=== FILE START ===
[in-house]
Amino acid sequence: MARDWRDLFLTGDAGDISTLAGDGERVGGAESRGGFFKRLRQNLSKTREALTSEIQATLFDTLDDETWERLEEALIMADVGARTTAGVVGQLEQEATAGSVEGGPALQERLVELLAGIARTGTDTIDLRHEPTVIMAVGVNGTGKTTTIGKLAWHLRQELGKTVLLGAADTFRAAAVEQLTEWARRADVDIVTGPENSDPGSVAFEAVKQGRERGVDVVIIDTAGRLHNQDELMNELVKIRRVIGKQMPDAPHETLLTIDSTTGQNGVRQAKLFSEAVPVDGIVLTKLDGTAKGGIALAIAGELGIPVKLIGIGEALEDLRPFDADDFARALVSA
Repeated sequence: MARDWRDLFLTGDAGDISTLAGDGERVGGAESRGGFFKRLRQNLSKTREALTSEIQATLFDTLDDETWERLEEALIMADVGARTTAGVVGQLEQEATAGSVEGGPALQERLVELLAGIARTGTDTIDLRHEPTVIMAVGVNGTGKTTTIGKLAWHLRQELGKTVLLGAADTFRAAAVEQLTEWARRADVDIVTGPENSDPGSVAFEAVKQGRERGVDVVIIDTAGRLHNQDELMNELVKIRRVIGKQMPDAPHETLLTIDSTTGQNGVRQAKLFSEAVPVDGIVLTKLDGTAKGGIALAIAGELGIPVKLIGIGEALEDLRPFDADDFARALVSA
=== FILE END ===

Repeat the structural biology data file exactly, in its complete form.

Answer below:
[in-house]
Amino acid sequence: MARDWRDLFLTGDAGDISTLAGDGERVGGAESRGGFFKRLRQNLSKTREALTSEIQATLFDTLDDETWERLEEALIMADVGARTTAGVVGQLEQEATAGSVEGGPALQERLVELLAGIARTGTDTIDLRHEPTVIMAVGVNGTGKTTTIGKLAWHLRQELGKTVLLGAADTFRAAAVEQLTEWARRADVDIVTGPENSDPGSVAFEAVKQGRERGVDVVIIDTAGRLHNQDELMNELVKIRRVIGKQMPDAPHETLLTIDSTTGQNGVRQAKLFSEAVPVDGIVLTKLDGTAKGGIALAIAGELGIPVKLIGIGEALEDLRPFDADDFARALVSA
Repeated sequence: MARDWRDLFLTGDAGDISTLAGDGERVGGAESRGGFFKRLRQNLSKTREALTSEIQATLFDTLDDETWERLEEALIMADVGARTTAGVVGQLEQEATAGSVEGGPALQERLVELLAGIARTGTDTIDLRHEPTVIMAVGVNGTGKTTTIGKLAWHLRQELGKTVLLGAADTFRAAAVEQLTEWARRADVDIVTGPENSDPGSVAFEAVKQGRERGVDVVIIDTAGRLHNQDELMNELVKIRRVIGKQMPDAPHETLLTIDSTTGQNGVRQAKLFSEAVPVDGIVLTKLDGTAKGGIALAIAGELGIPVKLIGIGEALEDLRPFDADDFARALVSA